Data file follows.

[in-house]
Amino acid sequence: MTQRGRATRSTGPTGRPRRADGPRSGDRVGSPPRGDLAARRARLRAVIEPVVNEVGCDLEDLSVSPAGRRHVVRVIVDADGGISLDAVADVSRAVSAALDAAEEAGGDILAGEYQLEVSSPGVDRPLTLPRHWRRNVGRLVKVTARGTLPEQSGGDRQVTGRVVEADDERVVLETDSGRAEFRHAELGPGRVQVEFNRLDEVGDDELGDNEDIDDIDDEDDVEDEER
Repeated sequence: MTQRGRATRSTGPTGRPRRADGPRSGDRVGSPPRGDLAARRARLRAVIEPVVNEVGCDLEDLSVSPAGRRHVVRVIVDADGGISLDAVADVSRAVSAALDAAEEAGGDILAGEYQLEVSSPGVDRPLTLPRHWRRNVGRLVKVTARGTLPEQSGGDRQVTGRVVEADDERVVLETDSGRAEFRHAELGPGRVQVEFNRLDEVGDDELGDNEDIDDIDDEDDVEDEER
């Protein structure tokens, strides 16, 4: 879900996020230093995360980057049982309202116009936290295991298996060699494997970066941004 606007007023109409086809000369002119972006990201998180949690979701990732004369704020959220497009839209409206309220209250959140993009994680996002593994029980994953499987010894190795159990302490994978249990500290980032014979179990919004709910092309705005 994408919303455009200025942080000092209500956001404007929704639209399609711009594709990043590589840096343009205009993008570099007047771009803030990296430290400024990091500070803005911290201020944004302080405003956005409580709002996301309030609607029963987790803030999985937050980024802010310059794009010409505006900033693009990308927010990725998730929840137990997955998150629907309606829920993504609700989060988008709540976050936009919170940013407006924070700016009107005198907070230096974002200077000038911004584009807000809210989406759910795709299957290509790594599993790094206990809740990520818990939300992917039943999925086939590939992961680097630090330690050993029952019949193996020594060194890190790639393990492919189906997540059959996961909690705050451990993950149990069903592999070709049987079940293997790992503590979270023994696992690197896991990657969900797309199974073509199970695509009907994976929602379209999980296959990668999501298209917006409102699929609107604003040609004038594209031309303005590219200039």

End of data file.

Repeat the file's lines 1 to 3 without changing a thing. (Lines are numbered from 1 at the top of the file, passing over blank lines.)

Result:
[in-house]
Amino acid sequence: MTQRGRATRSTGPTGRPRRADGPRSGDRVGSPPRGDLAARRARLRAVIEPVVNEVGCDLEDLSVSPAGRRHVVRVIVDADGGISLDAVADVSRAVSAALDAAEEAGGDILAGEYQLEVSSPGVDRPLTLPRHWRRNVGRLVKVTARGTLPEQSGGDRQVTGRVVEADDERVVLETDSGRAEFRHAELGPGRVQVEFNRLDEVGDDELGDNEDIDDIDDEDDVEDEER
Repeated sequence: MTQRGRATRSTGPTGRPRRADGPRSGDRVGSPPRGDLAARRARLRAVIEPVVNEVGCDLEDLSVSPAGRRHVVRVIVDADGGISLDAVADVSRAVSAALDAAEEAGGDILAGEYQLEVSSPGVDRPLTLPRHWRRNVGRLVKVTARGTLPEQSGGDRQVTGRVVEADDERVVLETDSGRAEFRHAELGPGRVQVEFNRLDEVGDDELGDNEDIDDIDDEDDVEDEER